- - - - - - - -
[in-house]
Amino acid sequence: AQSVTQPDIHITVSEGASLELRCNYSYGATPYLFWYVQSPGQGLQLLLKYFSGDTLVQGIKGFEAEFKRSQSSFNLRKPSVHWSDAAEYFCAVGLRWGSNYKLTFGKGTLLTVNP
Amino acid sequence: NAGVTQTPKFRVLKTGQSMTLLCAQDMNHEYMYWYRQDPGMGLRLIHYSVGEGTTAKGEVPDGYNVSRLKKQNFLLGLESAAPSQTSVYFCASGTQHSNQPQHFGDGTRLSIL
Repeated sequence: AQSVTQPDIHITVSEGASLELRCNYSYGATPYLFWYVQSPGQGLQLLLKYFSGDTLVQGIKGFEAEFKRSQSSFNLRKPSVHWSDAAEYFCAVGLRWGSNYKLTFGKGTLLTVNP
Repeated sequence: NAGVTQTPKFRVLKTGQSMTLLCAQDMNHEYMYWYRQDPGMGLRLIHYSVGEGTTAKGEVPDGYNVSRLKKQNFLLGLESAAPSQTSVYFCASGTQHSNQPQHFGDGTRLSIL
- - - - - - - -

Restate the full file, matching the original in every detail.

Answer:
[in-house]
Amino acid sequence: AQSVTQPDIHITVSEGASLELRCNYSYGATPYLFWYVQSPGQGLQLLLKYFSGDTLVQGIKGFEAEFKRSQSSFNLRKPSVHWSDAAEYFCAVGLRWGSNYKLTFGKGTLLTVNP
Amino acid sequence: NAGVTQTPKFRVLKTGQSMTLLCAQDMNHEYMYWYRQDPGMGLRLIHYSVGEGTTAKGEVPDGYNVSRLKKQNFLLGLESAAPSQTSVYFCASGTQHSNQPQHFGDGTRLSIL
Repeated sequence: AQSVTQPDIHITVSEGASLELRCNYSYGATPYLFWYVQSPGQGLQLLLKYFSGDTLVQGIKGFEAEFKRSQSSFNLRKPSVHWSDAAEYFCAVGLRWGSNYKLTFGKGTLLTVNP
Repeated sequence: NAGVTQTPKFRVLKTGQSMTLLCAQDMNHEYMYWYRQDPGMGLRLIHYSVGEGTTAKGEVPDGYNVSRLKKQNFLLGLESAAPSQTSVYFCASGTQHSNQPQHFGDGTRLSIL